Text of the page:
The At Issue panel on CBC this week discussed minimum wage, and the conversation was striking because of the lack of information this usually erudite panel came up with. It just goes to show that when it comes to economic theory, nobody really knows the effects of upping the minimum wage. Andrew Coyne, whose opinion I usually respect, merely stated his belief that it’s bad economic policy, and there is “lots of evidence and lots of theory to support this.” He gave precisely none of this evidence, just as he gave none in a newspaper column he wrote earlier. One of the other panel members mentioned that the base employment rate and number of jobs have been going up in tandem in Ontario recently, indicating that perhaps an increase does not kill jobs.
So, Who Is the Raise Good For?
Needless to say, it’s good for those with low-paying jobs, both those a minimum wage and those just above them, whose salaries will rise. But who else?
Well, it has to be good for Kathleen Wynne and the Ontario Liberals. They need the votes of the young, the new immigrants, the women. Growing their voter base is a possible with this legislation, especially at the expense of the NDP. So, whether it’s bad for the economy, it’s great politics.
It’s good for the statisticians, for sure. The only way to get information on one of these complicated situations is to enact it and find out what happens. As long as the right wing can keep us from trying these policies, there will never be any information to make logical decisions on, so they can continue to use emotional blackmail and non-provable claims to further their side of the argument.
The problem that the government has is deciding whether this policy will be good for the majority of its citizens.
The Business of Governing
It is the responsibility of government to strike the balance between the individual’s rights and benefits and the needs of the group being governed. Thus governing often becomes a matter of playing the odds. In many situations a government must choose to inconvenience a small number of individuals for the greater good of the population.
This is the case with the minimum wage. If you suddenly raise the base wage, a certain number of Grinches like Tim Horton’s will cut their workforce. A certain number of marginal businesses will cease operations, and their employees will be put out on the street. However, the one statistic that seems to be provable is that over the next few years the net amount of money earned by the lowest wage earners will increase. More money will flow to the poor. Which is a better result than any “trickle down” proponent can boast. And making it possible for the poor to improve their situation with money they earned on their own fits in with the ideals of many political parties.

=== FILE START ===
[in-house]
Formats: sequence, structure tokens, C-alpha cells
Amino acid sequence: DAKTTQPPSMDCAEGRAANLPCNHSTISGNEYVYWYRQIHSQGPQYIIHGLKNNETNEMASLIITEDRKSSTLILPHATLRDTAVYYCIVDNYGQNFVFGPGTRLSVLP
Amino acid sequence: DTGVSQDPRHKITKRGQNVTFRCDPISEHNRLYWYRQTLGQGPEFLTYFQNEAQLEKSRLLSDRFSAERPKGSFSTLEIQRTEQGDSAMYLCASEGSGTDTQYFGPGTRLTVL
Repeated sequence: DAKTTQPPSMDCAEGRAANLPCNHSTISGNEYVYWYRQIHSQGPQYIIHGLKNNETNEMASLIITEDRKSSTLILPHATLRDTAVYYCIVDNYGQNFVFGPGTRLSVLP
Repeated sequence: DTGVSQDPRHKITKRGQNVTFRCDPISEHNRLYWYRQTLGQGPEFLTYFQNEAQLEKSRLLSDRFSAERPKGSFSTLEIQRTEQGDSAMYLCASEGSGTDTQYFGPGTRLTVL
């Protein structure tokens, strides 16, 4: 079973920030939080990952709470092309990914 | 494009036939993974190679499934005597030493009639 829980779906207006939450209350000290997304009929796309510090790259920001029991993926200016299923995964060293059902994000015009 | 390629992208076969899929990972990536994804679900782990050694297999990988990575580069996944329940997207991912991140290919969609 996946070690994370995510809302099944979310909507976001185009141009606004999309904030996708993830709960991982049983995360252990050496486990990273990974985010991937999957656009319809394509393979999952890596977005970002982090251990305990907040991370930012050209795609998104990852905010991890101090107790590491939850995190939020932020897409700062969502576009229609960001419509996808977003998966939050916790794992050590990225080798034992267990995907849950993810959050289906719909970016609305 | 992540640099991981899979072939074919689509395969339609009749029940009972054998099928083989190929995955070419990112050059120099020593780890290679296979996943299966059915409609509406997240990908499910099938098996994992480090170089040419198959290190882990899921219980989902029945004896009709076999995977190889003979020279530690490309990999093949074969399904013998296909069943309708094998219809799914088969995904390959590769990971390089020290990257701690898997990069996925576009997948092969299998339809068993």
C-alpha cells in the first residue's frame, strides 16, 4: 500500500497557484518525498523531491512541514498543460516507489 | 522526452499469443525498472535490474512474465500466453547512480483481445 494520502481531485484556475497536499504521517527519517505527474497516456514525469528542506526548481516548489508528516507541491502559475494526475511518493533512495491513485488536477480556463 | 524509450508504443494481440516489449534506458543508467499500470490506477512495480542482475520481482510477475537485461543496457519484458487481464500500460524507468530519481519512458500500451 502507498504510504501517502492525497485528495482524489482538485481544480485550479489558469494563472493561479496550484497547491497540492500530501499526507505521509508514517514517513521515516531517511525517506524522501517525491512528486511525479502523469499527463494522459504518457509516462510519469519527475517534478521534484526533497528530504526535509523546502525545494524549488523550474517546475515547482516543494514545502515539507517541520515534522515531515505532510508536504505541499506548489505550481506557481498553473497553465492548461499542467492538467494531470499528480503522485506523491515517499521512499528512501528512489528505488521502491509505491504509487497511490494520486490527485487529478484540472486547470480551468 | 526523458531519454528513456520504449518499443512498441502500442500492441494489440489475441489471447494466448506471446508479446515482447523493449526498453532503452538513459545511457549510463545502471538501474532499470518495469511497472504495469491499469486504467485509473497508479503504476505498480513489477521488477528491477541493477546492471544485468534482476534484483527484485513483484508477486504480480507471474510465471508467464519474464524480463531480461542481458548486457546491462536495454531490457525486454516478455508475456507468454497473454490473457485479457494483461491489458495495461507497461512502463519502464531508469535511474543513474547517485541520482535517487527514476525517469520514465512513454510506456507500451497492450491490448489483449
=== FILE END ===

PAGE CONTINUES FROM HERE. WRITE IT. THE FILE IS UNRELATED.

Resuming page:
The one point that can be made about the minimum wage is that it is at least a fair policy, spreading the pain to all employers. So if you find you have to raise your prices to pay your workers, at least you can be sure that there is the same pressure on all of your competition. If you want to be cynical, raising the minimum wage is price fixing by the government.
Which takes us back to the political arena. If an increase in the base wage in the long run ends up being passed on to the consumer, that means it is simply a devious tax increase. Isn’t that what it’s called when the government passes a law and we all have to pay more? A Living Wage system involves the government taxing us directly and giving the money to the poor. Same idea, similar result, but harder to sell.
And another old argument I covered in an earlier post but can’t resist repeating; if you make legislation that advantages the ultra rich, who gets the advantage? The ultra rich. They are certainly not going to pay more taxes. They are just as likely to stash their money in an offshore account and buy a luxury foreign car. If you make legislation that benefits the poor, whom does it advantage? Every store in town. They spend their money right here and right now. Henry Ford, for all his faults, had one thing right. He paid his workers enough money that they could afford to buy his cars.
Bad for Business?
At the bottom line, though, I have to lump the minimum wage in with a lot of legislation passed by various governments. Carbon pricing is bad for business. Environmental controls are bad for business. Worker safety programs are bad for business (at least short term). Unions are bad for business. As numerous failing economic systems have proved, it is possible to shore up business by ignoring these policies, but in the end, the rest of the population suffers so that a few can make fortunes. The industry czars of the Industrial Revolution. Big Trusts in 1900 US. Today it’s the Oligarchs in Russia and the leaders of the Chinese Communist Party. Oh, yes, and the Republicans of the US.
Fortunately, there are few political parties that think governing is all about the economy. A good thing, or we would have more of the slimy economic reform legislation that oozed out of the US Congress recently. I don’t think there was ever a moment in the economic history of mankind where it was easier for an elite to make huge sums of money at the expense of everyone else. The only defence the common worker has against this is government intervention.
Yes, a few small businesses and marginal workers will be disadvantaged by this policy. However, in the long run the population will probably be better off. And that’s the job of government.
Sidebar: Tim Horton’s
In case you didn’t know, Tim Horton’s is no longer a small Canadian business run by a washed-up hockey player cashing in on his fame (Horton died in 1974). It was recently bought out by Burger King, a subsidiary of Restaurant Brands International, which is in turn owned by a Brazilian investment firm and thus joins the ranks of the huge multinationals that hire the majority of minimum wage workers in Canada.